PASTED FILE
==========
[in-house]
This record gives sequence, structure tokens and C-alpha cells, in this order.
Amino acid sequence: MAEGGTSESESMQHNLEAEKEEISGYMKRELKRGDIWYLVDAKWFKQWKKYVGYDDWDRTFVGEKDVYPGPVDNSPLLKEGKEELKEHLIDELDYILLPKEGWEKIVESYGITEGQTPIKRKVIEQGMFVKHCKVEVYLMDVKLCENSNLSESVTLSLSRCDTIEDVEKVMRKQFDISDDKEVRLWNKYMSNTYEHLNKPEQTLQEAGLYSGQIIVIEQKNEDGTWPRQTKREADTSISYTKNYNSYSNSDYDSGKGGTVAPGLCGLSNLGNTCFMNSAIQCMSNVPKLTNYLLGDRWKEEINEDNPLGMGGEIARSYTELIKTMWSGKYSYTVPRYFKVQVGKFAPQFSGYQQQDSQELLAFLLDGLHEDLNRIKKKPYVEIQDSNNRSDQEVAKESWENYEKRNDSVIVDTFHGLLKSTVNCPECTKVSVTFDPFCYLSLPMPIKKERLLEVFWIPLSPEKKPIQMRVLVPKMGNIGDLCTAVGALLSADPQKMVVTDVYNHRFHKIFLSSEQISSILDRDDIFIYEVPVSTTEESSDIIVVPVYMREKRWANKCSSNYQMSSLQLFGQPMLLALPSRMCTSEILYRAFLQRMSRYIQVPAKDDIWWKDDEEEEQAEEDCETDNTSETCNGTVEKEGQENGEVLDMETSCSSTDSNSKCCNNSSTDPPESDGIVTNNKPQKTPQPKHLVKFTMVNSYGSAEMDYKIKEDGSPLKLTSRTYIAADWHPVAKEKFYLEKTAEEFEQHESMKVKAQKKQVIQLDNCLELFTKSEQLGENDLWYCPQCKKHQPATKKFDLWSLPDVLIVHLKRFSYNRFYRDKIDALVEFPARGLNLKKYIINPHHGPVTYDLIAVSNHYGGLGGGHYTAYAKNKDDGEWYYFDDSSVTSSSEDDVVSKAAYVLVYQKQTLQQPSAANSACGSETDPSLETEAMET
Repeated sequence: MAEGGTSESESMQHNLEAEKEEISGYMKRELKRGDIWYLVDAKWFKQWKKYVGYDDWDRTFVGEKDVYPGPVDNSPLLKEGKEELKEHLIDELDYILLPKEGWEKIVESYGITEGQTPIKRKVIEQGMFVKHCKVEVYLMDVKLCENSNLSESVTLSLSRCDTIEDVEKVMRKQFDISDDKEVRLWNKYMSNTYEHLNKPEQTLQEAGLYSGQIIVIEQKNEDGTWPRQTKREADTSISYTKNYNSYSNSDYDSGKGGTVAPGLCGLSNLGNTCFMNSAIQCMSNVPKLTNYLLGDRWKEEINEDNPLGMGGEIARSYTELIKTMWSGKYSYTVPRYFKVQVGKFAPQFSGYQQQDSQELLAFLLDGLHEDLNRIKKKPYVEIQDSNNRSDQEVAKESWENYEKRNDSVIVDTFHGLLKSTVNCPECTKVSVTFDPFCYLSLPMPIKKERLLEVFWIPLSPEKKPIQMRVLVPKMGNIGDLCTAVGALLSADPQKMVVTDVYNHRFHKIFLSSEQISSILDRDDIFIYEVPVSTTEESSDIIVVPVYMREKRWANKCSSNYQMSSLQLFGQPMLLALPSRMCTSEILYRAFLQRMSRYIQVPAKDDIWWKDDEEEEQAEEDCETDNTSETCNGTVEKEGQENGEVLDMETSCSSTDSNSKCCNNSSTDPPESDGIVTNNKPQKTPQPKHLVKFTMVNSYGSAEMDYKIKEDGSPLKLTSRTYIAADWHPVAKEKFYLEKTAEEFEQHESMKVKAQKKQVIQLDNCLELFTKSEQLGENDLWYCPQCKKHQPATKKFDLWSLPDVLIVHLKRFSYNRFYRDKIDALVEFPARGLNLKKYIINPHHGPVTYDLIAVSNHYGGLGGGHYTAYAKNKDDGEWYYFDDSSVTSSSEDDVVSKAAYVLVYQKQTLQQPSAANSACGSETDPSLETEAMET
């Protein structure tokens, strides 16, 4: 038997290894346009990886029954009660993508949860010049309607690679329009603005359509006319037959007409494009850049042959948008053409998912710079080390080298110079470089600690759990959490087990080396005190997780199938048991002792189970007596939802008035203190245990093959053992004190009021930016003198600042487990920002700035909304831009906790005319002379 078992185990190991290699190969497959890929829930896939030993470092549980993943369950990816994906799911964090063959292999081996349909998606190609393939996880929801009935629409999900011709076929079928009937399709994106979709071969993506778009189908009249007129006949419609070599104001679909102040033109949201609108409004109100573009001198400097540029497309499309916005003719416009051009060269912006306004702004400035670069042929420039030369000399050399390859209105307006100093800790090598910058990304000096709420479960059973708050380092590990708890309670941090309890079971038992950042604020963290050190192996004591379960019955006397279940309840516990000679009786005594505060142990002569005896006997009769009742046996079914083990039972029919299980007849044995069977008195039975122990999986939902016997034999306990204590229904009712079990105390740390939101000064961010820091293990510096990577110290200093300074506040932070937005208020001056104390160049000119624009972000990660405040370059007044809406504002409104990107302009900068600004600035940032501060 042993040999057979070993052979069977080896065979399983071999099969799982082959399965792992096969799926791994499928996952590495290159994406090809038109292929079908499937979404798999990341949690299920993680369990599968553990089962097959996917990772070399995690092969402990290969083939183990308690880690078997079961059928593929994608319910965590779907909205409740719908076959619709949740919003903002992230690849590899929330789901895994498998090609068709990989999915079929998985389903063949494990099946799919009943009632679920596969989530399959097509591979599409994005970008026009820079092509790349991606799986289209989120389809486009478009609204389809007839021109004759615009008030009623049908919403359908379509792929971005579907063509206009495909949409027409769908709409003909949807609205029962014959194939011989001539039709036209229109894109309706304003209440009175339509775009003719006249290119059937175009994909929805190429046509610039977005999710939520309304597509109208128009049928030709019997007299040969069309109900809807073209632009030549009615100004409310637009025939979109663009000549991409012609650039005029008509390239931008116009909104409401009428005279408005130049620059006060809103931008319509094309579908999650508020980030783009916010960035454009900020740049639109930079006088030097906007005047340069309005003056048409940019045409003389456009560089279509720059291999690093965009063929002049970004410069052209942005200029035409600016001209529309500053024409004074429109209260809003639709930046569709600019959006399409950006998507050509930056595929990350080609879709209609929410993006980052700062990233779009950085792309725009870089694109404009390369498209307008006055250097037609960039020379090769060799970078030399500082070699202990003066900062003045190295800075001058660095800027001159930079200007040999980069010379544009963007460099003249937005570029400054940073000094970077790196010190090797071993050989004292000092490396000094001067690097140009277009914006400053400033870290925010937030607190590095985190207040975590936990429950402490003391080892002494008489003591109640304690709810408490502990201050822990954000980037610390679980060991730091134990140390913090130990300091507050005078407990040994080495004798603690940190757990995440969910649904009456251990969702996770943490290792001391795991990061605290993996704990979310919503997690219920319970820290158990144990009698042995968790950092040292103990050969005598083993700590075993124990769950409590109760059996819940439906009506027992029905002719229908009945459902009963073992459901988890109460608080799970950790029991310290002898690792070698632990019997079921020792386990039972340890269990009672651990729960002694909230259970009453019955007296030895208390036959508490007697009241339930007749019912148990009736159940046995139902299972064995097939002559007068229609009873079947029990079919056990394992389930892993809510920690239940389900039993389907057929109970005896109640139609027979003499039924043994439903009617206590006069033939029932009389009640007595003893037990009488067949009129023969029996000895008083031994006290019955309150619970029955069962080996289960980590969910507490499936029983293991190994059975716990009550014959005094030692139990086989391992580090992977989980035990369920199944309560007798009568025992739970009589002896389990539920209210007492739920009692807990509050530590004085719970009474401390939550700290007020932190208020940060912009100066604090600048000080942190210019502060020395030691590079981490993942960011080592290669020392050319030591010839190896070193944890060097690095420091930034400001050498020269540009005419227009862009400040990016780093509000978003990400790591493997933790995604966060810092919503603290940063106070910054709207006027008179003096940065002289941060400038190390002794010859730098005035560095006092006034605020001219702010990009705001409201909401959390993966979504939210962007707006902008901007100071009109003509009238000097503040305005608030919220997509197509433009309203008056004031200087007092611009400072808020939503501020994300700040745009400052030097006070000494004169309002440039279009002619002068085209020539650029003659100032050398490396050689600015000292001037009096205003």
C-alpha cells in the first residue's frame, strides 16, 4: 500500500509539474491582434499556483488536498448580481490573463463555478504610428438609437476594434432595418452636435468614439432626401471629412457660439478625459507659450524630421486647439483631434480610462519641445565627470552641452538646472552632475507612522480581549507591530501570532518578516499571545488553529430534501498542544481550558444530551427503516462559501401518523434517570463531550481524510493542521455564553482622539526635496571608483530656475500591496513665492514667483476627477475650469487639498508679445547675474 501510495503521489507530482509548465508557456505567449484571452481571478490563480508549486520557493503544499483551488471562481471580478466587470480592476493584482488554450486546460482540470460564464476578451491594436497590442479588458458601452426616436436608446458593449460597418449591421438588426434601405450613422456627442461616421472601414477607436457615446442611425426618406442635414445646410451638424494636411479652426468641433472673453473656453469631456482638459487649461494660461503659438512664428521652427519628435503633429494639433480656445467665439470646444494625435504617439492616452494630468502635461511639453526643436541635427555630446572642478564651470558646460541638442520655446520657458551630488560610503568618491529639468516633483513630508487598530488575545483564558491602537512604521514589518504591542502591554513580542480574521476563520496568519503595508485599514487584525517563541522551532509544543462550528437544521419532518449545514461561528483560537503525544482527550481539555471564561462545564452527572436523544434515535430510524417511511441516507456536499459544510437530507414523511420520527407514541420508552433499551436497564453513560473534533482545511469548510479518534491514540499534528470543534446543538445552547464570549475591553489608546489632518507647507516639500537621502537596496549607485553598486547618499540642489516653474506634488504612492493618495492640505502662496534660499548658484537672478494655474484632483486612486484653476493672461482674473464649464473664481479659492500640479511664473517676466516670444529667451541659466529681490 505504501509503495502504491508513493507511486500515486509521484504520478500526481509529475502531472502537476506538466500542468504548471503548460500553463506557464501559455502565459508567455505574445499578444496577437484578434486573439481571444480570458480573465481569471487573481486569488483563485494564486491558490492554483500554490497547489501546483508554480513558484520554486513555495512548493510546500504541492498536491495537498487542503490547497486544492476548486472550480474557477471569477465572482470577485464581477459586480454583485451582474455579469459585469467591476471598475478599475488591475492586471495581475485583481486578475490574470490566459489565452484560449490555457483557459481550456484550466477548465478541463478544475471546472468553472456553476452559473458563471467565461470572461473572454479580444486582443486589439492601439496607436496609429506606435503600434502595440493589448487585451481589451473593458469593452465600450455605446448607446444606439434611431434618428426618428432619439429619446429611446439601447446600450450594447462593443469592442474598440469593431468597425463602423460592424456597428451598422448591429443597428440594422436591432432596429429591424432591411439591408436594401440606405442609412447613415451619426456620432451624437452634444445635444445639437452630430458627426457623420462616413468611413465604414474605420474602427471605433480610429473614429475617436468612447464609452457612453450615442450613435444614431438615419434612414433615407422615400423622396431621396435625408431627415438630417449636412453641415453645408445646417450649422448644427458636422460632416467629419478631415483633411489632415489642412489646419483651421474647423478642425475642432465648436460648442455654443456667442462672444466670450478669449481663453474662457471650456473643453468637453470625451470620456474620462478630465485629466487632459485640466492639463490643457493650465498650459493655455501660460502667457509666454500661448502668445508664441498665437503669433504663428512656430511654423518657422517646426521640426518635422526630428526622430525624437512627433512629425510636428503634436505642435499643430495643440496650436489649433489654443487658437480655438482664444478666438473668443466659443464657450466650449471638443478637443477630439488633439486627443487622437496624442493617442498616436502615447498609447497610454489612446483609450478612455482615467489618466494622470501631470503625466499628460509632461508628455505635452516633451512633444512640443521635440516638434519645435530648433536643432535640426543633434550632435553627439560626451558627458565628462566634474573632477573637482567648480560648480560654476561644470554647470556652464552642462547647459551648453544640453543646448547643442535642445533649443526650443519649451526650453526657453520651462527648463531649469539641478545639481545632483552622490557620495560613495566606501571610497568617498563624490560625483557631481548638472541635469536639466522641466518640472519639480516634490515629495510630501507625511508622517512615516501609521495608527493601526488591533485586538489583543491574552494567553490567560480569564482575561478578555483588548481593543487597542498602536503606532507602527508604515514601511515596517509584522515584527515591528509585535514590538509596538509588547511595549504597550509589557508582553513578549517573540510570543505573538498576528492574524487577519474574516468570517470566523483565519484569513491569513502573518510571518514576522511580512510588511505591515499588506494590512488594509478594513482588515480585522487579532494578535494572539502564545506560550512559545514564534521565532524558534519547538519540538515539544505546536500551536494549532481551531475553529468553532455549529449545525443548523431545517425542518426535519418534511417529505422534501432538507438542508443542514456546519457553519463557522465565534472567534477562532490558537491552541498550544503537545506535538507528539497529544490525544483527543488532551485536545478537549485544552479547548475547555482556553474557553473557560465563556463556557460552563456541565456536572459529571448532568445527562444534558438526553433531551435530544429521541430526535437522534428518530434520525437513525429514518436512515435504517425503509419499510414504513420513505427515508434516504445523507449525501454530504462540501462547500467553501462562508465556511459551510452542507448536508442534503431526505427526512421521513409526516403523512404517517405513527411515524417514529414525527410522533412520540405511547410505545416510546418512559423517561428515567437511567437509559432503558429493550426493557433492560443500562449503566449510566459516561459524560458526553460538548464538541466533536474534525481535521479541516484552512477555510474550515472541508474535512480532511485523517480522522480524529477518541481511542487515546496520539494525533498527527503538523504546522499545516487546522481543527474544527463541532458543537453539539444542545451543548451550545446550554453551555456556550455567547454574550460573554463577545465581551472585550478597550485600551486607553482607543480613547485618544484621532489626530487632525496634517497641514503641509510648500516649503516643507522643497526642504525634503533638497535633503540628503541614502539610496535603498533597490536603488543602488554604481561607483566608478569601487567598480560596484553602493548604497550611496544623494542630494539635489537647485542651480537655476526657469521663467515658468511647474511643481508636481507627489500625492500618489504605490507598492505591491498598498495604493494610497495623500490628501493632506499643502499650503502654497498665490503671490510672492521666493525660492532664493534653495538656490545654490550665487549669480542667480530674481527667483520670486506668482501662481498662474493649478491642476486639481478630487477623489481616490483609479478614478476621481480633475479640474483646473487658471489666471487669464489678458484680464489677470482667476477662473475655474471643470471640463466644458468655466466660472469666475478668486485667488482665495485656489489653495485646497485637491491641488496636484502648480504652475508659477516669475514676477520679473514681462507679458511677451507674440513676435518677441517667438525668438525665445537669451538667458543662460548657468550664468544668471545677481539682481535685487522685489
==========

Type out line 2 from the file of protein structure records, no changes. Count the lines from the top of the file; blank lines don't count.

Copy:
This record gives sequence, structure tokens and C-alpha cells, in this order.